They also found that certain types of chemotherapy were especially harmful to the “spare respiratory capacity” (SRC) of T cells. “SRC is a measure of the energy reserve of a cell, and is based on how many mitochondria are present and how healthy they are,” said Barrett. Mitochondria are the energy generators of a cell. Having a poor energy reserve means the T cell will die before it has finished killing a patient’s cancer or may not even work at all, he said.

“We have gotten CAR T cells to work for leukemias but not yet been very successful in solid tumors. There are a number of potential reasons for this, but our data suggest poor T-cell starting material may be a key first problem,” Barrett noted.

“The T cells from solid tumor patients may need different manufacturing protocols to be successful,” he added.

The researchers conducted preliminary experiments and demonstrated that it is possible to force the T cells to use fatty acids, the preferred source of fuel, to restore the SRC in chemotherapy-exposed T cells. “These early results give us hope we can exploit this during manufacturing of CAR T cells to make highly active products we otherwise would not have from standard manufacturing approaches,” Barrett said.

A limitation of the study is that the researchers did not make CAR T cells from these patients, but used a surrogate small-scale procedure that correlates with CAR T-cell performance. “We have not yet fully validated the metabolic pathways via complete metabolite analysis, though this is underway,” Barrett said.

This study was supported by the AACR-Stand Up To Cancer (SU2C) Innovative Research Grant, the Doris Duke Charitable Foundation CSDA, the Jeffrey Pride Foundation Research Award, and the St. Baldrick’s Foundation Scholar Award. Barrett declares no potential conflicts of interest.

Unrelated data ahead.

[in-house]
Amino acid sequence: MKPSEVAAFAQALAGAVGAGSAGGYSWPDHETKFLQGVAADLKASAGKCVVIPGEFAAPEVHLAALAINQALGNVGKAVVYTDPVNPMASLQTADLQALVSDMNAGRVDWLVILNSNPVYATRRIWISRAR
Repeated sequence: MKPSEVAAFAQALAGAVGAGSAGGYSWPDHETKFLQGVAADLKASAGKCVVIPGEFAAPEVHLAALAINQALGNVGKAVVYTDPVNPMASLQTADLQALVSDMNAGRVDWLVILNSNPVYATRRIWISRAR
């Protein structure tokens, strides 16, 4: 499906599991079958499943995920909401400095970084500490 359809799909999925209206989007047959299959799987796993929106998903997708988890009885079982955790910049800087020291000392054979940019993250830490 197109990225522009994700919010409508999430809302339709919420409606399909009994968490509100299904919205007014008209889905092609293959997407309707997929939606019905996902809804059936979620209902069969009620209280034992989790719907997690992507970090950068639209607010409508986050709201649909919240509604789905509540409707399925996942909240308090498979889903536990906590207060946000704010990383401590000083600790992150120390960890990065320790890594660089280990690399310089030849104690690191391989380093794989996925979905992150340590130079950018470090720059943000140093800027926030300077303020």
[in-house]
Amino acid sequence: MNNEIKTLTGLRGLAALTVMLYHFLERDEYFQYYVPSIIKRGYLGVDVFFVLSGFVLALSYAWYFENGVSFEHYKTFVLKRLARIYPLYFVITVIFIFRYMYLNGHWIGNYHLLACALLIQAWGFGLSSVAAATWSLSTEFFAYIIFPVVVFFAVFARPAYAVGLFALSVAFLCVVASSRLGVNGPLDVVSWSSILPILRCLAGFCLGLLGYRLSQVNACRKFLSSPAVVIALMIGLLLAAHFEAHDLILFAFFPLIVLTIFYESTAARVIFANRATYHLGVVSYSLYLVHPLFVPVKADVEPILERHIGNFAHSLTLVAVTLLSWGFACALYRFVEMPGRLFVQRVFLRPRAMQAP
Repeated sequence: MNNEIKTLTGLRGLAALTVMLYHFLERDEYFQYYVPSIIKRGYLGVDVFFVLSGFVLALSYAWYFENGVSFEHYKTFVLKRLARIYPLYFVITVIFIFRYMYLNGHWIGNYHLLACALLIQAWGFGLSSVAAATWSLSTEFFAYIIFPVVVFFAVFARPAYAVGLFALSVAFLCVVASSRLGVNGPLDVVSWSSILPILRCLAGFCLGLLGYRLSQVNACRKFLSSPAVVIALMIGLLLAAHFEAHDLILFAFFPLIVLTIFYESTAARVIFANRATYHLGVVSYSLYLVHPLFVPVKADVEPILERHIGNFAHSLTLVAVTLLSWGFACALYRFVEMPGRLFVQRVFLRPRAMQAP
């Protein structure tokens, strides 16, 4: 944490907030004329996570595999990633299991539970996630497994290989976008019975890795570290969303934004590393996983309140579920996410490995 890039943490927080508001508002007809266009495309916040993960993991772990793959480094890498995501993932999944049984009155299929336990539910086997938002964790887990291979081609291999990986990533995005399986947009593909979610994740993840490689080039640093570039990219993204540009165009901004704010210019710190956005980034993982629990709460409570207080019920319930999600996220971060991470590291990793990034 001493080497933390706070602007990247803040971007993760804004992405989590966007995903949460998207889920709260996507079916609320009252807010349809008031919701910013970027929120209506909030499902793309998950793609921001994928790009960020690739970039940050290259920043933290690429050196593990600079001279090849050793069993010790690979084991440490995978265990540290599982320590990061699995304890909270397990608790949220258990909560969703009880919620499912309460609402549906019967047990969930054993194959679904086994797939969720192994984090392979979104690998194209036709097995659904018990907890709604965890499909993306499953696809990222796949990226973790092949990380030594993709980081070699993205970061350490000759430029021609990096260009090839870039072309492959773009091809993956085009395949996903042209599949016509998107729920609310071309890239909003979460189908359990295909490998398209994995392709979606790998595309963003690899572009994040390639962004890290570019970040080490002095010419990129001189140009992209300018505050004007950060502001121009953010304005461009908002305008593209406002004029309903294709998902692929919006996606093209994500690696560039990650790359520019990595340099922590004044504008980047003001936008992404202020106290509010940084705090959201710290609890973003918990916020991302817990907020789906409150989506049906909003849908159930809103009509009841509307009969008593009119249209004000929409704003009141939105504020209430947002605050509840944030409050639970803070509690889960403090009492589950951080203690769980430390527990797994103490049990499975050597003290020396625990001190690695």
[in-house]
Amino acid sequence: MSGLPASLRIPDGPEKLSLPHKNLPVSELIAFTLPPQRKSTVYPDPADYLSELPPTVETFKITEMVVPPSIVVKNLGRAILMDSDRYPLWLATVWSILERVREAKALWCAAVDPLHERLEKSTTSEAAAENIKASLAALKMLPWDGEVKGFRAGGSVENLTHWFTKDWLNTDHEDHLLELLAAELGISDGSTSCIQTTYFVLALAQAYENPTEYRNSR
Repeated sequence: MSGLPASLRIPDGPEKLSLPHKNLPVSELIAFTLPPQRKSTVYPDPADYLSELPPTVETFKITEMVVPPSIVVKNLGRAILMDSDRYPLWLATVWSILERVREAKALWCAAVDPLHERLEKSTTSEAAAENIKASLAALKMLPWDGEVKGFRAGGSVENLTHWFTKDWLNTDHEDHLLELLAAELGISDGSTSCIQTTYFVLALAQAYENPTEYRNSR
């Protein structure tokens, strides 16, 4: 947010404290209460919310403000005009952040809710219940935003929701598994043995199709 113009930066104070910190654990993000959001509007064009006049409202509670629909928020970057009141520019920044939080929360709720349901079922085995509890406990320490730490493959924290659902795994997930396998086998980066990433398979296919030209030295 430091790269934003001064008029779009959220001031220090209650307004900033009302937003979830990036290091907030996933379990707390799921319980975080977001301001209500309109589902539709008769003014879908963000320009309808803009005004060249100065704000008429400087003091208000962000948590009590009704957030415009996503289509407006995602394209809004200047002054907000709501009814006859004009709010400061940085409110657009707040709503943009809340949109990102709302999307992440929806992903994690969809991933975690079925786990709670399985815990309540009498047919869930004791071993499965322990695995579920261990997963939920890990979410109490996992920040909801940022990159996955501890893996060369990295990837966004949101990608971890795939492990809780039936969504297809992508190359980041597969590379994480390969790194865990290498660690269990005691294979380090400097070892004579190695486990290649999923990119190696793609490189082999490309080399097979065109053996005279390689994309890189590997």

Press Release Published Date: 3/15/2018 8:05 PM
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Loftus, EileenFri, 16 Mar 2018 12:11:25
Acquired HER2 Mutations Confer Resistance to Hormone Therapy in ER-positive Metastatic Breast Cancer

PHILADELPHIA — Mutations in human epidermal growth factor receptor 2 (HER2) were found to confer resistance to hormone therapy in some estrogen receptor (ER)-positive metastatic breast cancer cases, and resistance could be reversed by dual treatment with the hormone therapy fulvestrant and the HER2 kinase inhibitor neratinib, according to data presented during a media preview for the AACR Annual Meeting 2018, April 14-18, in Chicago, Illinois.

“Despite the reduction in breast cancer recurrence and mortality provided by ER-targeted therapies, resistant ER-positive metastatic breast cancer remains the most common cause of breast cancer death because patients invariably develop resistance and stop responding to these drugs,” said Utthara Nayar, PhD, co-lead author and a research fellow in medicine at Dana-Farber Cancer Institute, Harvard Medical School, Boston.